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The Hate Crimes Working Group is disappointed by the decision of Parliament’s ad hoc joint committee on probing violence against foreign nationals not to address King Goodwill Zwelithini regarding his comments earlier this year about foreign nationals.
In the wake of another surge of xenophobic violence earlier this year‚ Parliament convened the committee‚ which sat again on Thursday.
In March of this year‚ the king was recorded saying that foreigners “must take their bags and go where they’ve come from”.
Many have viewed these comments as a potential cause of the last surge of xenophobic violence. But on Thursday the committee dismissed the suggestion of speaking with the king about his utterances.
Committee chairwoman‚ Ruth Mbengo‚ told the committee that “only the media thinks it started with the king”.
The king has argued that his comments were taken out of context and has refused to apologise or provide an explanation.
“People in leadership positions‚ regardless of who they are‚ must be accountable. The shielding of leaders by our government must end‚” said Lesego Tlhwale‚ advocacy officer at the Sex Worker Education and Advocacy Task Force‚ a member of the Hate Crimes Working Group.
Anthony Waldhausen‚ director of the Gay & Lesbian Network‚ agreed‚ saying that‚ “Our oversight institutions‚ including Parliament‚ should not be seen to be creating a culture of impunity. Comments and actions that can be interpreted by the general public as prejudiced must be addressed‚ regardless of their source.”
“The South African Human Rights Commission is in the process of investigating a number of complaints of hate speech against the king. This clearly shows that it is not only the media that thinks the king’s words could have been a catalyst for the subsequent wave of xenophobic violence‚” said Marlise Richter‚ policy development and advocacy specialist at Sonke Gender Justice.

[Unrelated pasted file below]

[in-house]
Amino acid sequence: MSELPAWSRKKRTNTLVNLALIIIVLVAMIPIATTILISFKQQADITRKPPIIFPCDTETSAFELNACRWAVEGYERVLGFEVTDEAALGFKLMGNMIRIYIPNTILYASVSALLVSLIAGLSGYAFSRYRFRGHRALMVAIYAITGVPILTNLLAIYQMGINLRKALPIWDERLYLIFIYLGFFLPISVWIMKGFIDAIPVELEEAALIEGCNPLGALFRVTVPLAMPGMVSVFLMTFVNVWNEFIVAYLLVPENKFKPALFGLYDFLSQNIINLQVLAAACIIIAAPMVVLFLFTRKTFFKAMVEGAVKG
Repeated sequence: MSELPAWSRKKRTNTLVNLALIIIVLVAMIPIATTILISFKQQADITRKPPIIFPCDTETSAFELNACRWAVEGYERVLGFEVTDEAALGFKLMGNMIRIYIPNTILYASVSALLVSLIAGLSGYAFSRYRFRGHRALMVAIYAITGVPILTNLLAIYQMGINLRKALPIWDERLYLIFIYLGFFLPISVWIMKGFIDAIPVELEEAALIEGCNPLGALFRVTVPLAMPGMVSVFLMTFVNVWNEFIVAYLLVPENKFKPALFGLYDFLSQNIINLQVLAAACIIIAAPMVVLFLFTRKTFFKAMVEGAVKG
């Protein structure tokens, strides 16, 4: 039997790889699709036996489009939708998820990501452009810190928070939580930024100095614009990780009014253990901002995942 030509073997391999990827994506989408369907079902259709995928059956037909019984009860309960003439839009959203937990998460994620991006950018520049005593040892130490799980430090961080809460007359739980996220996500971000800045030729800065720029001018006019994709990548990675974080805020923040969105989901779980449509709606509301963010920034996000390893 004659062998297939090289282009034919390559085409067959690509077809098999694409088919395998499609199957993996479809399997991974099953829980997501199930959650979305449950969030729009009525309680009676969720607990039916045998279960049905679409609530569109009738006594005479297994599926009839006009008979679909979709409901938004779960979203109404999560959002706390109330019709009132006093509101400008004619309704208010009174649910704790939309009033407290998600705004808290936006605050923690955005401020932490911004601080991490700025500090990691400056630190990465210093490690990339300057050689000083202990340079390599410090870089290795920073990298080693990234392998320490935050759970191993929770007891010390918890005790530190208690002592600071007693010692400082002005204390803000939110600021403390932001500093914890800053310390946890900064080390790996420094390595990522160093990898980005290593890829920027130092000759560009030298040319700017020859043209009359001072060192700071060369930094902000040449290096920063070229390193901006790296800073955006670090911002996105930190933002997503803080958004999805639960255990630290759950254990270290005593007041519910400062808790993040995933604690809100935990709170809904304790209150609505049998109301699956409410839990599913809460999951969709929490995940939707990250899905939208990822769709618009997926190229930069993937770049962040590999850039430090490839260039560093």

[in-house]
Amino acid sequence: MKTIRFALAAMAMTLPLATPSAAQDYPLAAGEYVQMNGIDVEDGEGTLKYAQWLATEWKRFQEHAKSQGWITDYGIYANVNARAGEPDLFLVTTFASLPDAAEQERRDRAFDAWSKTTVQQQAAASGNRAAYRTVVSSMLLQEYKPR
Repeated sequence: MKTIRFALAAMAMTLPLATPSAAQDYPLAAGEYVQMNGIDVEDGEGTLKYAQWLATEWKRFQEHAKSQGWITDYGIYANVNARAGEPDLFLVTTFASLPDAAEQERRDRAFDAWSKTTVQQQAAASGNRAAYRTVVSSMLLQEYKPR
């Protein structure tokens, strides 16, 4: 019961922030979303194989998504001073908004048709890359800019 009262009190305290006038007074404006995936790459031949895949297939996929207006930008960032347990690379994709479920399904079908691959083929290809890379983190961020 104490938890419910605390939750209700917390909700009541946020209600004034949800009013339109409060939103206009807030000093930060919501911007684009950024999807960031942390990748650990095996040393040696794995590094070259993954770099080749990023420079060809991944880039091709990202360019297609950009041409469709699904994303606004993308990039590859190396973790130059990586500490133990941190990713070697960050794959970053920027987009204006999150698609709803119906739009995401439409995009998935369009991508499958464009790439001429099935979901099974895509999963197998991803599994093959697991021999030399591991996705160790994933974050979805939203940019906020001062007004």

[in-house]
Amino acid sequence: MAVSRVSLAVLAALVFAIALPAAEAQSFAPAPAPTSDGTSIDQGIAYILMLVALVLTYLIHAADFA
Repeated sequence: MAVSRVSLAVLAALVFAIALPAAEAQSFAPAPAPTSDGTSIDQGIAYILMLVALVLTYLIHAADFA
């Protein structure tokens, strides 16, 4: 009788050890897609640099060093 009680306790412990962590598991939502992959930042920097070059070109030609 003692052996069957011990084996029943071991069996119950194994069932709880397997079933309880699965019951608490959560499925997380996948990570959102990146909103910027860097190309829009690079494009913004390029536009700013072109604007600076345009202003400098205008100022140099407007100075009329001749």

“Influential figures must use their power and platforms to build the respect and tolerance necessary for our democracy‚” said Matthew Clayton‚ secretary of the Hate Crimes Working Group and Research‚ advocacy and policy coordinator of the Triangle Project.
“We strongly support ANC (African National Congress) MP Zephroma Dlamini-Dubazana’s suggestion that the ad hoc committee visit the king‚ to engage in a dialogue about what led to his statements‚ and their potential unintended impact.
“It cannot be disrespectful to do so if MPs are democratically elected political leaders of the South African people.
“We also support the suggestion that other chiefs and leaders be similarly engaged‚” said Sanja Bornman‚ chairperson of the Hate Crimes Working Group and attorney at the Women’s Legal Centre.
The Hate Crimes Working Group is a civil society grouping whose members work closely with government and civil society‚ including religious and traditional leaders‚ to advocate for hate crimes legislation.
-RDM News Wire